The CARE network in Northern California
A CARE Network social worker speaks with a client at one of the respite homes in Eureka, CA.
Imagine you just had surgery or intensive treatment for a chronic illness. You are leaving the hospital, tired and weak, and need a safe environment to recover. Now imagine you have no place to go. No home or shelter of any kind.
This was the situation James faced in 2010. At the time, James was 55 years old with Type 1 diabetes and alcohol dependency. After being assaulted, James received care for a collapsed lung at St. Joseph Hospital’s emergency department in Eureka, California. When James was ready for discharge, he did not have an adequate place to recover. Fortunately, through the combination of dedicated caregivers and community benefit programming, James had a safe place to heal.
For nearly 20 years in Napa County, California, St. Joseph Health has funded and operated the CARE Network–Care management, Advocacy, Resource referral and Education Network – for people who are low-income and chronically ill, including those experiencing homelessness. Using a continuum of care model, the CARE Network provides a range of care management services. This program helps the most vulnerable patients to access temporary respite shelter, and then works to help them manage chronic conditions and transition into better living situations. In 2018 alone, SJH invested more than $3.7 million into its CARE Network.
The successful model in Napa County has recently been replicated in both Humboldt and Sonoma counties. By providing the full scope of services from temporary housing to behavioral health care and medication compliance support, CARE Network caregivers and partner organizations help individuals get the care they need. As happened in James’ situation, social workers, nurses and community health workers often arrange follow-up visits with their patients, build trust and make connections to critical community resources.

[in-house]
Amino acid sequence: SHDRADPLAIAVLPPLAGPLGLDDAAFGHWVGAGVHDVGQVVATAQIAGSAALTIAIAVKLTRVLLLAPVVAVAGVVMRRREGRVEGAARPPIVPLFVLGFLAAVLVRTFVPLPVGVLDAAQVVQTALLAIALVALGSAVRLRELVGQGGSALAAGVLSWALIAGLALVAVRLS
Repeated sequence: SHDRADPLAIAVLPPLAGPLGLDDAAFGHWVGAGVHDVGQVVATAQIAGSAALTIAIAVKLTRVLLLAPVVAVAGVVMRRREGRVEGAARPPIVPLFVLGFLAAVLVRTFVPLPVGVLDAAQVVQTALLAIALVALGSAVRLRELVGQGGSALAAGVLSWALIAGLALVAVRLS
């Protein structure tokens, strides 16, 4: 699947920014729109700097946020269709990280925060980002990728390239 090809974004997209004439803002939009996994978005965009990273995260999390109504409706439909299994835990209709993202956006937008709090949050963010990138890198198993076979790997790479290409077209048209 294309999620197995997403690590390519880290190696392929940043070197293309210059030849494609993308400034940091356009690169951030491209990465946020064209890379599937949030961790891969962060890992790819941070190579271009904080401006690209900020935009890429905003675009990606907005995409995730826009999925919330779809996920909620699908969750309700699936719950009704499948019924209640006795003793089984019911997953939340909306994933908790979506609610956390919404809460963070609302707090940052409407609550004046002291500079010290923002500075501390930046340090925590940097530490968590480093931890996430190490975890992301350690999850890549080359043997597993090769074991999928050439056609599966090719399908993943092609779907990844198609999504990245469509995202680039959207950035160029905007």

The impact has been remarkable.
In 2018, the Humboldt County CARE Network saw 70 percent of those served complete their respite stay and follow-up medical care. Of those, nearly 80 percent transitioned into stable housing.
Not only are patients healthier and safer when they can fully recuperate and receive follow-up medical care, they are also less likely to immediately return to the emergency department. This reduces overall health care costs that are often borne by communities and helps ensure patients get care in the most appropriate setting. In Sonoma, the hospital readmission rate for individuals served by the CARE Network is less than half the standard hospital readmission rate of 12 percent.
The program’s success as a community catalyst has not gone unrecognized. Queen of the Valley Medical Center – home of the CARE Network – received the Foster G. McGaw Prize for Excellence in Community Service in 2014.
For Dana Codron, St. Joseph Health Northern California’s longtime Regional Director for Community Health, stories like James’ are reminders that serving those in need lies at the heart of SJH’s mission. “We have a deep history in our communities of helping the vulnerable, those who are low income and who have chronic illness,” said Codron. “It’s important to meet people where they are, ask them what their needs and goals are, and in doing so, we gain their trust to further assist them with other needs.”